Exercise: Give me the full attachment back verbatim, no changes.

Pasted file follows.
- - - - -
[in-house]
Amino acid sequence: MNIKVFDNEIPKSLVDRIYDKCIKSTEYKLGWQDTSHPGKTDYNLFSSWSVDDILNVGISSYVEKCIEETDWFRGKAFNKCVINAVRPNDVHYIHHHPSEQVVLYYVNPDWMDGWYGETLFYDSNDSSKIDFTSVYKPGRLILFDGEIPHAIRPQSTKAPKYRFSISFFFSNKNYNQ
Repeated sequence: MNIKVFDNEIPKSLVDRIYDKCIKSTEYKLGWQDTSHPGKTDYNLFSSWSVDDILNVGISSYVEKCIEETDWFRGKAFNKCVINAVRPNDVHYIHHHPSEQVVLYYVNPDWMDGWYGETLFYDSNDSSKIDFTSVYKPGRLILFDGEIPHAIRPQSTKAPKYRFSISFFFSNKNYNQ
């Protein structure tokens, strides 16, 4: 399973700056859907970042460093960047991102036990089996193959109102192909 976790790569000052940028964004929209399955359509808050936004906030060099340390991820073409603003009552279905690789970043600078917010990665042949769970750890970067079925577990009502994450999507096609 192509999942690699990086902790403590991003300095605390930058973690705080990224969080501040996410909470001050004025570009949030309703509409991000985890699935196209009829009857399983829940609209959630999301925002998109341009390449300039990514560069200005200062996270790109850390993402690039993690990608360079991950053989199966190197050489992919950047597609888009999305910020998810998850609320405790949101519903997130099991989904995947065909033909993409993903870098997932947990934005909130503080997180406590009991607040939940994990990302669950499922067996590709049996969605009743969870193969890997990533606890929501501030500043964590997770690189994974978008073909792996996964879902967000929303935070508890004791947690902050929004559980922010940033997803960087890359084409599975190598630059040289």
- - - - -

[in-house]
Amino acid sequence: MNIKVFDNEIPKSLVDRIYDKCIKSTEYKLGWQDTSHPGKTDYNLFSSWSVDDILNVGISSYVEKCIEETDWFRGKAFNKCVINAVRPNDVHYIHHHPSEQVVLYYVNPDWMDGWYGETLFYDSNDSSKIDFTSVYKPGRLILFDGEIPHAIRPQSTKAPKYRFSISFFFSNKNYNQ
Repeated sequence: MNIKVFDNEIPKSLVDRIYDKCIKSTEYKLGWQDTSHPGKTDYNLFSSWSVDDILNVGISSYVEKCIEETDWFRGKAFNKCVINAVRPNDVHYIHHHPSEQVVLYYVNPDWMDGWYGETLFYDSNDSSKIDFTSVYKPGRLILFDGEIPHAIRPQSTKAPKYRFSISFFFSNKNYNQ
């Protein structure tokens, strides 16, 4: 399973700056859907970042460093960047991102036990089996193959109102192909 976790790569000052940028964004929209399955359509808050936004906030060099340390991820073409603003009552279905690789970043600078917010990665042949769970750890970067079925577990009502994450999507096609 192509999942690699990086902790403590991003300095605390930058973690705080990224969080501040996410909470001050004025570009949030309703509409991000985890699935196209009829009857399983829940609209959630999301925002998109341009390449300039990514560069200005200062996270790109850390993402690039993690990608360079991950053989199966190197050489992919950047597609888009999305910020998810998850609320405790949101519903997130099991989904995947065909033909993409993903870098997932947990934005909130503080997180406590009991607040939940994990990302669950499922067996590709049996969605009743969870193969890997990533606890929501501030500043964590997770690189994974978008073909792996996964879902967000929303935070508890004791947690902050929004559980922010940033997803960087890359084409599975190598630059040289």